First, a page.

Former Japanese residents of four Russian-held islands claimed by Japan have arrived in the territory to visit the graves of their ancestors.
A group of 67 people, including government officials, left Nakashibetsu Airport in the northern prefecture of Hokkaido for the islands by chartered Russian plane before 8:30 a.m. on Saturday.
Typhoon Lekima is moving away from remote islands in Japan's southwestern prefecture of Okinawa. But weather officials are urging caution for strong winds, high waves and storm surges.
The Meteorological Agency says that as of 9 a.m. on Friday, Lekima was about 260 kilometers north of Ishigaki Island and was moving northwest at 30 kilometers per hour.
Violent wind from Typhoon Lekima has been battering remote islands in Japan's southwestern prefecture of Okinawa. The Meteorological Agency continues to warn of very strong winds, high waves, and storm surges.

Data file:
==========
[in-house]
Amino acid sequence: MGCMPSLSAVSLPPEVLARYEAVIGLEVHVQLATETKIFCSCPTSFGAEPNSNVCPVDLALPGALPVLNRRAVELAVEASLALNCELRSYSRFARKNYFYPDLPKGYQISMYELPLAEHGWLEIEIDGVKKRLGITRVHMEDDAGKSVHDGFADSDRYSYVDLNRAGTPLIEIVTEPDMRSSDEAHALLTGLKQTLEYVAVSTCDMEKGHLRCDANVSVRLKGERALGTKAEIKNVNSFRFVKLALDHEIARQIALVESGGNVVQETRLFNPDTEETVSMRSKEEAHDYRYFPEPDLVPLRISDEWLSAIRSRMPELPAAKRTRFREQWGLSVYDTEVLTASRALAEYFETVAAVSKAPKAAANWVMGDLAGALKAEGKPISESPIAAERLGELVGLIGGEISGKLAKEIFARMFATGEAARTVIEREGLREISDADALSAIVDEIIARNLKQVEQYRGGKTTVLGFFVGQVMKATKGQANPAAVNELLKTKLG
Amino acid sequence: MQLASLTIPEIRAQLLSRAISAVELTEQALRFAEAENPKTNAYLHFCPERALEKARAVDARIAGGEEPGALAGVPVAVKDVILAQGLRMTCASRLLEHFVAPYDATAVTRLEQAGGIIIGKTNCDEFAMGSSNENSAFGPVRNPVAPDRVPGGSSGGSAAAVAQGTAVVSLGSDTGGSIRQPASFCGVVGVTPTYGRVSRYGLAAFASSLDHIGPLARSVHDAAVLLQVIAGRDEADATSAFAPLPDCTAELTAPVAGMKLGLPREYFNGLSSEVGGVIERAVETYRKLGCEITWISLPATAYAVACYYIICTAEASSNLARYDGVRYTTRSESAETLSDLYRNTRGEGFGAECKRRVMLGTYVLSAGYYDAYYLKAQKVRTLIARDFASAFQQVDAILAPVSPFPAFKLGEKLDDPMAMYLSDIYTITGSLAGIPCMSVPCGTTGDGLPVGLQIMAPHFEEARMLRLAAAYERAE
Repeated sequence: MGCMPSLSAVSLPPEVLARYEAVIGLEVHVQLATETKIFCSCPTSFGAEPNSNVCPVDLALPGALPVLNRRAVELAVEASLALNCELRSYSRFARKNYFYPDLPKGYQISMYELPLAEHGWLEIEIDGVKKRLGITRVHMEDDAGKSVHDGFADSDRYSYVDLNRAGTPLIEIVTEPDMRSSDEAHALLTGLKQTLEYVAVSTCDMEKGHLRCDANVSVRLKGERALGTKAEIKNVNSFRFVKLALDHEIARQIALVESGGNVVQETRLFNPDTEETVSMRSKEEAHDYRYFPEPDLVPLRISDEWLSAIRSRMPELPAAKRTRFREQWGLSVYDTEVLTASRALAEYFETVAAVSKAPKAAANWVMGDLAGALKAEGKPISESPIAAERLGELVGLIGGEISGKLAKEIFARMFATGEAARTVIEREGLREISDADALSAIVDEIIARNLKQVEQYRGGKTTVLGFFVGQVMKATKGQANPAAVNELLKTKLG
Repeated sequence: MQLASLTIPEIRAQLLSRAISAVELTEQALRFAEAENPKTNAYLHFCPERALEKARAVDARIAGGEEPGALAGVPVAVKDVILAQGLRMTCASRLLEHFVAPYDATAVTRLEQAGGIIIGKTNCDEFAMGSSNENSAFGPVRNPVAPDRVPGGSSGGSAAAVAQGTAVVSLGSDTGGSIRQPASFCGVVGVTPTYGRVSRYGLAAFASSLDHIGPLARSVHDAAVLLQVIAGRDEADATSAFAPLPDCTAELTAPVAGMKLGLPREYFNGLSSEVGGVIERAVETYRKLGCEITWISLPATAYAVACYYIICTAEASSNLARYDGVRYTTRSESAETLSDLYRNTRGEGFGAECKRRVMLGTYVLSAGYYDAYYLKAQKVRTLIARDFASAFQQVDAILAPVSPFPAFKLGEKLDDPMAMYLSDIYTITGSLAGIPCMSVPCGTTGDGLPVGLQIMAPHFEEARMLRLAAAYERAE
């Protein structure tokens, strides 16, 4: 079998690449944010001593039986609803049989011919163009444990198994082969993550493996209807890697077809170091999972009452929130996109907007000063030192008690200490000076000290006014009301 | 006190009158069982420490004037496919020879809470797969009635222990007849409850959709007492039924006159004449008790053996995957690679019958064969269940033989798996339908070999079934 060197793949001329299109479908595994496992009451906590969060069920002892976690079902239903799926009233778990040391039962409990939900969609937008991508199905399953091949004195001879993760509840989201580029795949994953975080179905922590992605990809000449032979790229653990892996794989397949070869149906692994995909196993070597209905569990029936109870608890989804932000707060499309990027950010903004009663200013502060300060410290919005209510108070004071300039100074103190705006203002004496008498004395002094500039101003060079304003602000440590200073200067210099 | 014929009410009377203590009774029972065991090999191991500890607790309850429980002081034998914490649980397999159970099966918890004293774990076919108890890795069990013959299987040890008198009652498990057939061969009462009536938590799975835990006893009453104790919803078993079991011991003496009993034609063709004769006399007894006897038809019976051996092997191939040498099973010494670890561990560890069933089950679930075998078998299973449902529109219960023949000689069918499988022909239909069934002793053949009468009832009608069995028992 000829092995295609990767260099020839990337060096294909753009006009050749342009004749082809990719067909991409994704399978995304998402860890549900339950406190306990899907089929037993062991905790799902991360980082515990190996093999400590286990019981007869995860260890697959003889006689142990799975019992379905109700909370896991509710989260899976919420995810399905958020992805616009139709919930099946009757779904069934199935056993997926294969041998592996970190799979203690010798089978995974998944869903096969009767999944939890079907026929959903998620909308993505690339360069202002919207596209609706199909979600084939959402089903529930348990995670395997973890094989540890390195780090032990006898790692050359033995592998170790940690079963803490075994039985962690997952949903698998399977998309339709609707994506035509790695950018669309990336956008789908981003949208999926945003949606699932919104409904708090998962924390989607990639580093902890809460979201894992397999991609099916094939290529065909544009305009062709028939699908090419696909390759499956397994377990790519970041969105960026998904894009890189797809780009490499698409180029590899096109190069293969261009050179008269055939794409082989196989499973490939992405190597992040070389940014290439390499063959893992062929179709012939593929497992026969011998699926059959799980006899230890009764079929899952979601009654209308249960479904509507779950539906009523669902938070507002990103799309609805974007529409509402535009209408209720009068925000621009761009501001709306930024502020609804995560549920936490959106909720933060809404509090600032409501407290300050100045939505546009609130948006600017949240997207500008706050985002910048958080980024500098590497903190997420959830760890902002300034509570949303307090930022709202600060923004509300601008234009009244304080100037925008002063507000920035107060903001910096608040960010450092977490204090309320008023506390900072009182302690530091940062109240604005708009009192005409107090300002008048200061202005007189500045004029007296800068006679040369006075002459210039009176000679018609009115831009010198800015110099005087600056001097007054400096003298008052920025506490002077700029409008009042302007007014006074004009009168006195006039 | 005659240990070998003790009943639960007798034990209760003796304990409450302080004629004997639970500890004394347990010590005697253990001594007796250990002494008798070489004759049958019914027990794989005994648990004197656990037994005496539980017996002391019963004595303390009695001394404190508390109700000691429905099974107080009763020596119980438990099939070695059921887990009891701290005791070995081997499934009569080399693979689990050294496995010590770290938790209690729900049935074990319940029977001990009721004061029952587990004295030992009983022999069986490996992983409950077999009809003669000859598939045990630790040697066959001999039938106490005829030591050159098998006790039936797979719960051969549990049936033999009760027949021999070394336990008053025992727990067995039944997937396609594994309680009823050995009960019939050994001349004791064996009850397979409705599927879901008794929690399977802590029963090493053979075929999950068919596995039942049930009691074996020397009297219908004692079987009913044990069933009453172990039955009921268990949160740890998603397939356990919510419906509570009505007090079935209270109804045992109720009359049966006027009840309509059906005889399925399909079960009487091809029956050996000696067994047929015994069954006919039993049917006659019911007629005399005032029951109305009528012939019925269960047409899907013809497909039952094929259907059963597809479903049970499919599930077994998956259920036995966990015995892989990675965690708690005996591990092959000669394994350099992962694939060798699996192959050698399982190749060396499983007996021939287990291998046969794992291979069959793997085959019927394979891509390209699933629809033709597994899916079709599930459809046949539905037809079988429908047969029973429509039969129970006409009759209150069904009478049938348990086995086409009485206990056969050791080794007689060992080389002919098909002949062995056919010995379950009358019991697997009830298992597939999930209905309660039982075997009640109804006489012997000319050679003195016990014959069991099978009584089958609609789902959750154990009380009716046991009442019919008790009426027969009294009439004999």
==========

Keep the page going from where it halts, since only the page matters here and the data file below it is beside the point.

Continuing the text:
The agency says that as of 6 a.m. on Friday, Lekima was situated 190 kilometers north of Ishigaki Island.
More than half the respondents in a Russian opinion poll said the four Russian-controlled islands claimed by Japan belong to Russia, while more than 40 percent said the countries should negotiate an agreement.
The Japanese Foreign Ministry commissioned research agencies to carry out opinion polls in various countries, including Russia. In the Russian poll, conducted by telephone in February, 3,600 people aged between 18 and 69 responded.
Japan's government has lodged a protest through diplomatic channels against Russia's military drills on the islands of Etorofu and Kunashiri. The two islands are among the Northern Territories. Russia controls the four islands. Japan claims them.
The Japanese government maintains the islands are an inherent part of Japan's territory. It says the islands were illegally occupied after World War Two.
Documents obtained by NHK show that the leadership of the Soviet Union was prepared to offer the handover of two of the four islands claimed by Japan as its biggest concession before negotiations on normalizing diplomatic ties in the 1950s.
Documents dated June 2, 1955, shortly before the start of the talks, say that the Soviet Union could open to negotiations on the handover of Habomai and Shikotan. But it involved the condition that foreign military bases would not be placed on the islands.